China's top legislature mulls revisions to Criminal Procedure Law
BEIJING - China's top legislature on Monday started its bimonthly session to deliberate a draft amendment to the Criminal Procedure Law and a draft amendment to the Drug Administration Law, part of a five-day agenda.
Li Zhanshu, chairman of the National People's Congress (NPC) Standing Committee, presided over the meeting.
The draft amendment to the Criminal Procedure Law, submitted for a third reading, includes "default judgment" provisions, which will let a criminal trial continue even if the defendant has fled China. One provision makes it applicable to corruption-related criminal cases, and also serious cases endangering state security and terrorist activities that have been examined and approved by the Supreme People's Procuratorate and need to be tried in a timely fashion.
To better protect the legitimate interests of the defendant, the draft imposes new stringent rules, requiring the courts to examine whether a case is applicable to a "default judgment."
The amendment to the Drug Administration Law aims to address counterfeit drug problems with tougher punishment and all-round supervision. A draft law on basic healthcare and health promotion was also submitted for a second reading.
The session will also consider draft revisions to the People's Courts Organic Law and the People's Procuratorates Organic Law.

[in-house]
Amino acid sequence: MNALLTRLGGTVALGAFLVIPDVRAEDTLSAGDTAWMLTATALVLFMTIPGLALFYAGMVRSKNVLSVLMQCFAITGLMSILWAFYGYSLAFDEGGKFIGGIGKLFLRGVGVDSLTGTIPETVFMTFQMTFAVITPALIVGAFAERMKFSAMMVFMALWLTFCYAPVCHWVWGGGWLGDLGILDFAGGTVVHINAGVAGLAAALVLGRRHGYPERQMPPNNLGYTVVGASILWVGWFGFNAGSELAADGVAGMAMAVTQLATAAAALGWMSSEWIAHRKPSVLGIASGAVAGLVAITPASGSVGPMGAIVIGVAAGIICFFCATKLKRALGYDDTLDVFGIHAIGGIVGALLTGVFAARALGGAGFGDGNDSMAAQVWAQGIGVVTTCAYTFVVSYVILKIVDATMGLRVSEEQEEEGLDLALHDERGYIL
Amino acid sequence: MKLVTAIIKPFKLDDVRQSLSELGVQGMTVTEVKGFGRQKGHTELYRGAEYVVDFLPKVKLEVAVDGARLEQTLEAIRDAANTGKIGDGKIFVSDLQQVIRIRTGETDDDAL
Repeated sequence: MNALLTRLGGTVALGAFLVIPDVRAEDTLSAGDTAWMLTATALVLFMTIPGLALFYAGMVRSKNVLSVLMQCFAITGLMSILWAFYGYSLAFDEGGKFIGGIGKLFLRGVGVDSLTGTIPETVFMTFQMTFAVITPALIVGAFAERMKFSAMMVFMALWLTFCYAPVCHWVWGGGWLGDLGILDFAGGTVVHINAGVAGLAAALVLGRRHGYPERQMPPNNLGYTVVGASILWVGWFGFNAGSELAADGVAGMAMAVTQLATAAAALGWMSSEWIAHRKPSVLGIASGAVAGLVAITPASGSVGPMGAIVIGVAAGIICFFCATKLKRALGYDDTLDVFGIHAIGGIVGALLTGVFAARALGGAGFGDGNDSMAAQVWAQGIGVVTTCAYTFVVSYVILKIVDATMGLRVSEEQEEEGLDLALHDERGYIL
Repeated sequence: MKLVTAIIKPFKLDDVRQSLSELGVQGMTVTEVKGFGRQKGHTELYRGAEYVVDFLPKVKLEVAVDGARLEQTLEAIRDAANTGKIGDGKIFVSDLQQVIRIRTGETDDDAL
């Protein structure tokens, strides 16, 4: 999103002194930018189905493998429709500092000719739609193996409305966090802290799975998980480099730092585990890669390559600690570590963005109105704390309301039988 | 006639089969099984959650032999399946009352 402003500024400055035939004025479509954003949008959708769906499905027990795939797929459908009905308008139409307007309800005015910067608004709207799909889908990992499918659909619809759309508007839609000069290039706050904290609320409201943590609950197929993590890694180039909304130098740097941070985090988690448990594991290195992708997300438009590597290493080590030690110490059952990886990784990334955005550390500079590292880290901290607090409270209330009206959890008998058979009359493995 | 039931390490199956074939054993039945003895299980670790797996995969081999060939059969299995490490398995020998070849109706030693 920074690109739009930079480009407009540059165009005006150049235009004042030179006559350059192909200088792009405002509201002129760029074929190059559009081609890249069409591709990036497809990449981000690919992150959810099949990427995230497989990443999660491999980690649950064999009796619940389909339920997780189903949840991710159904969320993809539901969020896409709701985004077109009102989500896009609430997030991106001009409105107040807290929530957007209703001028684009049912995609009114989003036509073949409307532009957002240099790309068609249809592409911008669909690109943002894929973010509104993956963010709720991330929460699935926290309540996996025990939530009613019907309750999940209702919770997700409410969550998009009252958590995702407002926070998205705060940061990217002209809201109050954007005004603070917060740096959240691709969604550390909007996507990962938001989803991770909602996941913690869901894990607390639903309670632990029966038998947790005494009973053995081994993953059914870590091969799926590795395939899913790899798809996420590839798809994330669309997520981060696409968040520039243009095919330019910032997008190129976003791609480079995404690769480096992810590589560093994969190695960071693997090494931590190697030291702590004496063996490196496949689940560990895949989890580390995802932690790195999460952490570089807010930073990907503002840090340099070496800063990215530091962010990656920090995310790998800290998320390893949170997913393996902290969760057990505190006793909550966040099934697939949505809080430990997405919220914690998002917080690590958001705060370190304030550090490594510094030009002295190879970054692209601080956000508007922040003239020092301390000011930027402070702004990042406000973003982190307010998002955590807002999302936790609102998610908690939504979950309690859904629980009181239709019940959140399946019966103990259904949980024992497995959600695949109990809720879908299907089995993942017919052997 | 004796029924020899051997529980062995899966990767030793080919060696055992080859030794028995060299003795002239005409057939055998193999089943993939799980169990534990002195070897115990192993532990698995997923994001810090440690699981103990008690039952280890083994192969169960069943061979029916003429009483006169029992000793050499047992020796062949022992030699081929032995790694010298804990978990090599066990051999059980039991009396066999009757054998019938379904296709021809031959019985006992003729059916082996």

Lawmakers will also review a package of draft revisions on 15 laws, including the Wild Animal Conservation Law and the Metrology Law, in a bid to conform to a key institutional reform plan adopted by the NPC on March 17.
For example, the customs and quarantine offices used to be parallel law enforcement agencies under the Wild Animal Conservation Law, but the latter are now a part of the customs administration.
Several reports, including two submitted by the State Council on state assets, will also be discussed, according to the agenda.
Lawmakers are also considering a change of the intellectual property right appeals procedure, which would hand the Supreme People's Court cases that require more expertise due to the complexity of such cases.
The meeting is expected to decide whether to adopt revisions to the Company Law, which set to relax restrictions on public companies making share repurchases.